The Ramayana

By Valmiki, Arshia Sattar (translator),

Book cover of The Ramayana

The scale of this ancient Indian epic is off the charts, fusing Hindu iconography with story beats of startling familiarity. Monkeys build a bridge between India and Sri Lanka, an army of demons takes on the vanguard of the gods and the villain is felled by a celestial bow. An influence on storytelling down the ages – notably Star Wars – it’s a tale as exciting as it is charming, with a surprisingly downbeat coda, as Queen Sita discovers that being rescued by her divine husband isn’t enough to survive the prejudices of her age.

Which version to read? Arshia Sattar’s 1996 translation is available in Penguin translation. I can’t testify to its accuracy, but it’s a magnificent read.

The Ramayana

By Valmiki, Arshia Sattar (translator),

Why should I read it?

1 author picked The Ramayana as one of their favorite books, and they share why you should read it.

What is this book about?

One of India's greatest epics, the Ramayana pervades the country's moral and cultural consciousness. For generations it has served as a bedtime story for Indian children, while at the same time engaging the interest of philosophers and theologians. Believed to have been composed by Valmiki sometime between the eighth and sixth centuries BC, the Ramayana tells the tragic and magical story of Rama, the prince of Ayodhya, an incarnation of Lord Visnu, born to rid the earth of the terrible demon Ravana. An idealized heroic tale ending with the inevitable triumph of good over evil, the Ramayana is also an…


Shahnameh

By Abolqasem Ferdowsi, Dick Davis (translator),

Book cover of Shahnameh: The Persian Book of Kings

This is one of the monuments of world literature and is considered to be the most important work ever composed in Persian. Compiled and versified a thousand years ago from heroic legends dating back a thousand or more years before that, the Book of Kings celebrates Iran’s pre-Islamic history and is the single greatest marker of Iranian cultural identity today.

Shahnameh

By Abolqasem Ferdowsi, Dick Davis (translator),

Why should I read it?

1 author picked Shahnameh as one of their favorite books, and they share why you should read it.

What is this book about?

Dick Davis, "our pre-eminent translator from the Persian" (Washington Post) has revised and expanded his highly-praised translation of Ferdowsi's masterpiece, including more than 100 pages of newly translated text. Davis's elegant combination of prose and verse allows the poetry of the Shanameh to sing its own tales directly, interspersed sparingly with clearly-marked explanations to ease along modern readers. Among the greatest works of world literature, this prodigious narrative, composed by the poet Ferdowsi in the late tenth century, tells the story of pre-Islamic Iran, beginning in the mythic time of creation and continuing forward to the Arab invasion in the…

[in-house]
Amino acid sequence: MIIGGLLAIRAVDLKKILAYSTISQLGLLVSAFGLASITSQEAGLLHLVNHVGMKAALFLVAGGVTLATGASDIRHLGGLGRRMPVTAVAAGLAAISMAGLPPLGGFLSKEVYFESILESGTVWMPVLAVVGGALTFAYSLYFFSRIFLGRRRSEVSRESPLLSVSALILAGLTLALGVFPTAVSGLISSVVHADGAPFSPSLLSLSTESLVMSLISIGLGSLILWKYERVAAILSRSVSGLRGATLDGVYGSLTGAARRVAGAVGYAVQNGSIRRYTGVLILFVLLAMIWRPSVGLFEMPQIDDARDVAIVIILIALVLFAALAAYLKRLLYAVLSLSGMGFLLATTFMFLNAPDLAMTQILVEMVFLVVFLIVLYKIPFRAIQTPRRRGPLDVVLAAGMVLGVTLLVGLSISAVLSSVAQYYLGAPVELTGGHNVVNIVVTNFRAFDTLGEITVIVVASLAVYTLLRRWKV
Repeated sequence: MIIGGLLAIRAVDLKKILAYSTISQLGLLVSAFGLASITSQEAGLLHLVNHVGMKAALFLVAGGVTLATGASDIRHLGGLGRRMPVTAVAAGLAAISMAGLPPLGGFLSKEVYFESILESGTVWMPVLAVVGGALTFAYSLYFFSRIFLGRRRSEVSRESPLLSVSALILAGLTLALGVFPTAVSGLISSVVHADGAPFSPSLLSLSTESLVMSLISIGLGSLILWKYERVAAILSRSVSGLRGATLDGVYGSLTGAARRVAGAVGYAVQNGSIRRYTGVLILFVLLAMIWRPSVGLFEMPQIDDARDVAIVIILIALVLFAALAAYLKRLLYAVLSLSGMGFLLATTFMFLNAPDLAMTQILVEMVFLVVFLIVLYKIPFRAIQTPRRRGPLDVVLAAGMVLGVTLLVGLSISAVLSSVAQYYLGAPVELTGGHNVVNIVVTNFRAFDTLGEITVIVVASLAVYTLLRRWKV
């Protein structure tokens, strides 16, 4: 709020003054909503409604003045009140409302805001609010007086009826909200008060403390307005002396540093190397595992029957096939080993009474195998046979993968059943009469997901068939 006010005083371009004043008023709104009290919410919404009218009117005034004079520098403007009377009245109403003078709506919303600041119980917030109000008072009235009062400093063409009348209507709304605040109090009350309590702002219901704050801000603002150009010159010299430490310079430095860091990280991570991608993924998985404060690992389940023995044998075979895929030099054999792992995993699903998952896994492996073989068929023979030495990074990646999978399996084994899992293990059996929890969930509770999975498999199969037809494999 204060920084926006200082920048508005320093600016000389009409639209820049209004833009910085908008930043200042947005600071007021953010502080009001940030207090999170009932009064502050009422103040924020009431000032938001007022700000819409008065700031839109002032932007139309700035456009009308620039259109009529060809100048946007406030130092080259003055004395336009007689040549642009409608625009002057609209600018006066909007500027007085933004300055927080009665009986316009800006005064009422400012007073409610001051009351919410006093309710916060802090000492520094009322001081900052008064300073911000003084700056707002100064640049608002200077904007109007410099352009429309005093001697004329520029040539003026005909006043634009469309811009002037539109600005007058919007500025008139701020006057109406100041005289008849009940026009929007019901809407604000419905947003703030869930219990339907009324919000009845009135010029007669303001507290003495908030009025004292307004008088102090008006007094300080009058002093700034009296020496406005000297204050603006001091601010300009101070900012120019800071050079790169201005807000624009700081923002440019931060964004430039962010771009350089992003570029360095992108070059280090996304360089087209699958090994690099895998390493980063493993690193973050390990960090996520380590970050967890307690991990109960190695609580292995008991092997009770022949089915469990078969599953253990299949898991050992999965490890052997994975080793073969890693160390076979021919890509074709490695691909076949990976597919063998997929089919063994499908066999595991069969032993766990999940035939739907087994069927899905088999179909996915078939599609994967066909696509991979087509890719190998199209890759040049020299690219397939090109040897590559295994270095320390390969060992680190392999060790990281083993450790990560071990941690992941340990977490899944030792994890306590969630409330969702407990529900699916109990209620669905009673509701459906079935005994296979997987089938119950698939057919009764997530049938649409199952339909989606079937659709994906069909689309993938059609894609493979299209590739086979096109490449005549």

The Iran-Iraq War

By Williamson Murray,

Book cover of The Iran-Iraq War

Wick Murray is one of America’s greatest military historians and Kevin Woods was the leader of the team sent by the U.S. government to exploit the documents and taped conversations captured by U.S. forces in Iraq after 2003. Murray was a key member of that team and they also interviewed many former Iraqi generals.  Finally, they also managed to unearth some Iranian accounts of the war—some from the Iraqi intelligence archives. Not surprisingly, this is a terrific account of the war, one that brings in all kinds of new material, especially from the Iraqi side. Their narrative description hits all of the key points of a very long, complex conflict, their insights and analysis are spot on, and the addition of the new material from the Iraqi side makes this the definitive work on the subject at least until comparable materials come to light from the Iranian side.

The Iran-Iraq War

By Williamson Murray,

Why should I read it?

1 author picked The Iran-Iraq War as one of their favorite books, and they share why you should read it.

What is this book about?

The Iran-Iraq War is one of the largest, yet least documented conflicts in the history of the Middle East. Drawing from an extensive cache of captured Iraqi government records, this book is the first comprehensive military and strategic account of the war through the lens of the Iraqi regime and its senior military commanders. It explores the rationale and decision-making processes that drove the Iraqis as they grappled with challenges that, at times, threatened their existence. Beginning with the bizarre lack of planning by the Iraqis in their invasion of Iran, the authors reveal Saddam's desperate attempts to improve the…


The Colonel

By Mahmoud Dowlatabadi, Tom Patterdale (translator),

Book cover of The Colonel